Brazilian Seashells: An Unexplored World

by Jose Coltro
For many years I have been working with Brazilian shells. I remember when I was 5 years old collecting Olivancillaria vesica in Santos - today a very polluted port near Sao Paulo. I started to study Brazilian shells as a serious hobby 15 years ago and since that time I have begun to notice a lot of mistakes in our classifications. Most of our material has been compared with the Caribbean species, by description, photo or drawing, but never by using actual specimens. Lots of absurdities have been printed: for instance, Lange de Morretes, in his catalogue in 1947, declared that Cypraea moneta was found in Salvador! He didn't know that a boat sank last century with lots and lots of this species aboard; the Portuguese used to exchange them with Africans for slaves. Storms brought some of those shells to the beaches and Morretes considered it an normal occurrence!

Thirty-three years later, Professor E.C. Rios, in his first book, Coastal Brazilian Seashells (1970), set out to list the Brazilian species correctly. Rios' book had few photos, but it had much better descriptions than Morretes, who carried no illustrations or descriptions. But Rios compared most of the shells with the Caribbean fauna - the only way known to proceed at that time, but a dangerous practice, because there are common species for both areas; but many species considered to be only Brazilian forms of Caribbean material are really new to science. After another three books (1975, 1985, 1994) Rios still has some mistakes, and mysterious species are still there.

If you collect the Pisania auritula in Aruba and compare it with the specimens found along the coast from Para State (North Brasil) down to Espirito Santo State (Central Brasil), you will see that they are the same species, but south from there, the species that Rios considered the same species has enormous differences. This identical situation commonly occurs with regard to many other species: our Astraea tecta, Phalium granulatum, Cyphoma intermedium, and others. My brother Marcus and I convinced Professor Rios that Cymatium raderi, Phyllonotus occulatus and Oliva circinata are the true species from the Brazilian coast. Rios formerly considered C. raderi to be like a large C. femorale; P. occulatus was P. pomum; and O. circinata was O. sayana or O. reticularis.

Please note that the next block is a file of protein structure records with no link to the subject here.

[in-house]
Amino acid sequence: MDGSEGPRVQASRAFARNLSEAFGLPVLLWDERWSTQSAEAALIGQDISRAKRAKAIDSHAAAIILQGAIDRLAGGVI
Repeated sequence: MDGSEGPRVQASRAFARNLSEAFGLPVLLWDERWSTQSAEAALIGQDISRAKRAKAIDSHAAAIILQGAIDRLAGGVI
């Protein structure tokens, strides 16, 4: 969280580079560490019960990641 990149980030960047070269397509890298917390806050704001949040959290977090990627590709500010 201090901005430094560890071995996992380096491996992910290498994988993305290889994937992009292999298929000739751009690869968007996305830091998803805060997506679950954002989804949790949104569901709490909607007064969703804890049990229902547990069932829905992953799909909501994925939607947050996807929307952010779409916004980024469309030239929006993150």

Most of the confusion occurs because almost no research is done in Brasil on shells that are not commercially important; whereas there are lots of studies about oysters and mussels, important fisheries products. Nor has there been much medical research done with fresh-water species and their relationship to disease.

Since last century few research boats have dredged our cost looking for shells and there are places, especially in north Brasil, where there has been no research at all. I never saw a single shell dredged off Maranhao - only few shallow water species trawled by nets, never deeper than 50-60 meters. I saw a gorgeous Pleurotomaria adansoniana (and I am not sure about this classification) trawled by a Japanese boat off Para in the COA '88 bourse: either someone's not telling the truth about the provenance or there is something new going on there!

Some good deep water material was found off Sao Paulo state in 1988. Most of the shells were collected from waters 300-600 meters deep. Many species were described, like Thala crassa Simone, 1995; and many others will be described. Even in shallow water there are so many interesting species, especially micro mollusks, to be studied. Just remember, Dr. E. Petuch visited Brasil in 1979 and he found in a few weeks a great number of new species, like Cyphoma macumba (then considered C. gibbosum), Dermomurex oxum, Muricopsis oxossi, the rare volute Plicoliva zelindae, etc., most of them in shallow water in the Abrolhos Archipelago.

Prof. Rios listed in his last book 1574 species of mollusks here. Since his book was published, another 30 or 40 new species were described from the Brazilian coast. Probably with serious work it will be possible to find many more new species.